There’s no relief in sight for UK readers, as Parliament declared that there was no good reason or means to reduce the outrageous 20% VAT on ebooks. While their print counterparts enjoy a zero-percent tax–like many state and local governments in the US who feel that book purchasing should be supported–ebooks are still treated in much the same way as a software download and are taxed as such.
To make matters worse, the EU is planning to implement tax legislation that will make ebooks even more expensive. As it stands, companies like Google, Apple, and Amazon have based their operations in Luxembourg to take advantage of its 3% VAT on ebooks, but that benefit to consumers is about to disappear. Beginning in January 2015, retailers will be charged the tax rate of the consumer’s location, meaning UK’s artificial tax hike on its citizens will have an even bigger impact on their wallets.
According to government sources, “As announced at Budget 2013, the government will legislate to change the rules for the taxation of intra-EU business to consumer supplies of telecommunications, broadcasting and e-services. From 1 January 2015 these services will be taxed in the Member State in which the consumer is located, ensuring these are taxed fairly and helping to protect revenue.”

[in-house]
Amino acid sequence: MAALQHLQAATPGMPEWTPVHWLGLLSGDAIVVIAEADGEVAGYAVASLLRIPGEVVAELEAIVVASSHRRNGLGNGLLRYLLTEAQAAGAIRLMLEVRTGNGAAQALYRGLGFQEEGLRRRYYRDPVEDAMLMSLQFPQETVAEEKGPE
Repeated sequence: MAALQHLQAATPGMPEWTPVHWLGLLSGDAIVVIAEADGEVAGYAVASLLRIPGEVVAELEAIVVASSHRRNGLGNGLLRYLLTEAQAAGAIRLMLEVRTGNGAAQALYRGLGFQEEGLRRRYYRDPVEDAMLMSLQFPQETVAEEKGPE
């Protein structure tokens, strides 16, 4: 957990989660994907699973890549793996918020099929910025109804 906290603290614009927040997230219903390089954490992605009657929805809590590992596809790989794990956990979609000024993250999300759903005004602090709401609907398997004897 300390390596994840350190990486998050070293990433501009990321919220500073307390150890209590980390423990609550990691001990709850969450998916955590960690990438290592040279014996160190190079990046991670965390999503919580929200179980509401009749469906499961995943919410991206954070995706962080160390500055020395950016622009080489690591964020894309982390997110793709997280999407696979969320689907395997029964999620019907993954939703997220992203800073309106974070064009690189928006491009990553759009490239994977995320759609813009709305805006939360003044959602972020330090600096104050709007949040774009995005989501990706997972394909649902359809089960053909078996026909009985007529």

But when Tom Harris, Labour MP for Glasgow South, asked about changing the status of ebooks to avoid this outrageous amount, he was essentially told that it wasn’t government domain to change the tax on ebooks.
According to an article in The Bookseller, the response from the Treasury’s Exchequer Secretary David Gauke was: “The sale of a digital book is classified as an electronic service and attracts the standard rate of VAT under EU law. Legal advice obtained by the government indicates there is no scope to change the VAT treatment of the sale of digital book and similar products under EU law. As such, no assessments have been made of the type referred to by the honourable member.”
While the clock ticks down to force online retailers’ hands in taxation, hopefully the various governments will move to take the burden off of consumers. A couple of countries, including France, have lowered the VAT on ebooks against the guidelines of the EU. resulting in stiff penalties against the governments in an effort to help their citizens purchase books, regardless of format.